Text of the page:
Martha Weaver holding a letter for her late father, Fred Minnick, requiring him to register for the nation’s military draft. Her father was born in 1894 and died in 1992. (Jerry Sowden/The Derrick via AP)

Are you a man born in Pennsylvania between 1893 and 1897? If so, a government agency may have just reminded you to register for the draft.

The Selective Service System, which keeps a roster of potential men who can be enlisted in the military, inadvertently sent out mailings to more than 14,000 Pennsylvania men born in those years, reminding them to register.

These letters were sent due to a computer error, the agency said in a message posted online, and the Selective Service has apologized to the families who have received these letters.

The problem occurred following an automated data transfer between Pennsylvania and the Selective Service, which included the names of the 14,215 men born near the end of the 19th century. The letters started going out on June 30, sent to men who would be at least 117 years old.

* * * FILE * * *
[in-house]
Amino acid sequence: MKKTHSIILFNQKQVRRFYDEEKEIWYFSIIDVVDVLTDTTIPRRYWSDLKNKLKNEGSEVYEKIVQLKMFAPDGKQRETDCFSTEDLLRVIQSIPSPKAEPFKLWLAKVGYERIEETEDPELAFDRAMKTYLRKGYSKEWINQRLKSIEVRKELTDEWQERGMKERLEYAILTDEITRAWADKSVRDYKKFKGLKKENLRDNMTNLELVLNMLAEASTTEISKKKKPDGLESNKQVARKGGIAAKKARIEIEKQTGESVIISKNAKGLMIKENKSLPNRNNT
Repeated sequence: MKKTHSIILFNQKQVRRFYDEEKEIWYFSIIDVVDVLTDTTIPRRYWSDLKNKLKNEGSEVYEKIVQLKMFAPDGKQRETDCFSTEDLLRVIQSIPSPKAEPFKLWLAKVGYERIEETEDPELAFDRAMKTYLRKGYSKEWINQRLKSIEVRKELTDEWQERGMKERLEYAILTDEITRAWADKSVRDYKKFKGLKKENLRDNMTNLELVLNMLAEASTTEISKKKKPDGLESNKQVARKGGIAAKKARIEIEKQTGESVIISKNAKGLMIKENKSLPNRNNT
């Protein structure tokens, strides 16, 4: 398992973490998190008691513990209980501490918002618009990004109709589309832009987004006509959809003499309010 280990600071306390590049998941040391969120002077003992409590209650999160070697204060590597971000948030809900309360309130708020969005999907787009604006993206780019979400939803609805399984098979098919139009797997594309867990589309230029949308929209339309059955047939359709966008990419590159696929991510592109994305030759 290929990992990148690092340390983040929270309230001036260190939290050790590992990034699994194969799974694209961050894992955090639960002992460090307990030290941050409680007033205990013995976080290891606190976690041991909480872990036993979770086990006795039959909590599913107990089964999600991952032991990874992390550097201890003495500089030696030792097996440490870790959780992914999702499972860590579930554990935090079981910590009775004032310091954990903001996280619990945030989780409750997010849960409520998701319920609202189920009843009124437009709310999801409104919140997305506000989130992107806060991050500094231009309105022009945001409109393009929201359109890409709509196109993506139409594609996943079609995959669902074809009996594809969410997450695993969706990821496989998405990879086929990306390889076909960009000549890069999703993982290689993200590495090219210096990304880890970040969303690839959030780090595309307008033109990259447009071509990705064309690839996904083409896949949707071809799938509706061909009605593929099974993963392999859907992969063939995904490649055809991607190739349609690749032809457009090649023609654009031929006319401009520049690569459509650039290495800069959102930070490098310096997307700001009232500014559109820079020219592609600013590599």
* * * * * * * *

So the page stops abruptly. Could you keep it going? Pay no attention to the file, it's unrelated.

“It’s never happened before,” Pat Shuback, a spokesman for the Selective Service, told the Associated Press.

Shuback said that the agency uses a two-digit code for the birth year, which is why the years 1893 to 1897 were mixed up with the years from 1993 to 1997. (The agency was actually going to send letters to more than 27,000 men, he said, but they started getting phone calls last week that alerted them to the mix-up.)

Families who received these letters don’t need to do anything or respond to the letters, the agency said.

The draft was first utilized in the U.S. during the Civil War. While the nation has not had a draft since 1973, the Selective Service still requires registration to keep the list in case the draft is ever reinstated. (Not registering, by the way, can cost you up to $250,000 and up to five years in prison.)